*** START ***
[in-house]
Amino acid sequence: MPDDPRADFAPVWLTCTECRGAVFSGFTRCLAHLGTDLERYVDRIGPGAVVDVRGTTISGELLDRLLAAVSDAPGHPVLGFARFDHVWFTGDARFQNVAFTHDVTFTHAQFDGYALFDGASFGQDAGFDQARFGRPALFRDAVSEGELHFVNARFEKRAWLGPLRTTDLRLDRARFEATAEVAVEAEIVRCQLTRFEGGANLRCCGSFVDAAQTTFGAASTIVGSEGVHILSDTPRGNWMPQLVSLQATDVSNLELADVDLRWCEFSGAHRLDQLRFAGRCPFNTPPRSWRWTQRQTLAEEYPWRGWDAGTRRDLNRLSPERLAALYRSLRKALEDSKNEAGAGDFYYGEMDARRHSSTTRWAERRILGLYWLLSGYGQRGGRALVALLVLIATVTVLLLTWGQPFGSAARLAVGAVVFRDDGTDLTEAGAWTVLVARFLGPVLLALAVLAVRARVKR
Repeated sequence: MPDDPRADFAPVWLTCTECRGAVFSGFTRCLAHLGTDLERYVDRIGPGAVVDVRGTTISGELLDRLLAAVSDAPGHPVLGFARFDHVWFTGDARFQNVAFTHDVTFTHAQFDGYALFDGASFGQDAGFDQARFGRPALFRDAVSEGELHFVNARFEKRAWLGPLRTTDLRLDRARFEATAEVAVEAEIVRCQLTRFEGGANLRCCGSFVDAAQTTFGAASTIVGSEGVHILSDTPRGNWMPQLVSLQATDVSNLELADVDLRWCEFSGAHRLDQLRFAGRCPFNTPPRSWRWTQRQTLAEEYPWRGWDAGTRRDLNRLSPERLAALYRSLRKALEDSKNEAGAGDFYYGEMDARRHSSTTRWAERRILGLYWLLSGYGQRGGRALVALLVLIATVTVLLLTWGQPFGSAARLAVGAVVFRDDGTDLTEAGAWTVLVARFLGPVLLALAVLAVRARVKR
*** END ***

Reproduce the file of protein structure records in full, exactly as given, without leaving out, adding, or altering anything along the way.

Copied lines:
[in-house]
Amino acid sequence: MPDDPRADFAPVWLTCTECRGAVFSGFTRCLAHLGTDLERYVDRIGPGAVVDVRGTTISGELLDRLLAAVSDAPGHPVLGFARFDHVWFTGDARFQNVAFTHDVTFTHAQFDGYALFDGASFGQDAGFDQARFGRPALFRDAVSEGELHFVNARFEKRAWLGPLRTTDLRLDRARFEATAEVAVEAEIVRCQLTRFEGGANLRCCGSFVDAAQTTFGAASTIVGSEGVHILSDTPRGNWMPQLVSLQATDVSNLELADVDLRWCEFSGAHRLDQLRFAGRCPFNTPPRSWRWTQRQTLAEEYPWRGWDAGTRRDLNRLSPERLAALYRSLRKALEDSKNEAGAGDFYYGEMDARRHSSTTRWAERRILGLYWLLSGYGQRGGRALVALLVLIATVTVLLLTWGQPFGSAARLAVGAVVFRDDGTDLTEAGAWTVLVARFLGPVLLALAVLAVRARVKR
Repeated sequence: MPDDPRADFAPVWLTCTECRGAVFSGFTRCLAHLGTDLERYVDRIGPGAVVDVRGTTISGELLDRLLAAVSDAPGHPVLGFARFDHVWFTGDARFQNVAFTHDVTFTHAQFDGYALFDGASFGQDAGFDQARFGRPALFRDAVSEGELHFVNARFEKRAWLGPLRTTDLRLDRARFEATAEVAVEAEIVRCQLTRFEGGANLRCCGSFVDAAQTTFGAASTIVGSEGVHILSDTPRGNWMPQLVSLQATDVSNLELADVDLRWCEFSGAHRLDQLRFAGRCPFNTPPRSWRWTQRQTLAEEYPWRGWDAGTRRDLNRLSPERLAALYRSLRKALEDSKNEAGAGDFYYGEMDARRHSSTTRWAERRILGLYWLLSGYGQRGGRALVALLVLIATVTVLLLTWGQPFGSAARLAVGAVVFRDDGTDLTEAGAWTVLVARFLGPVLLALAVLAVRARVKR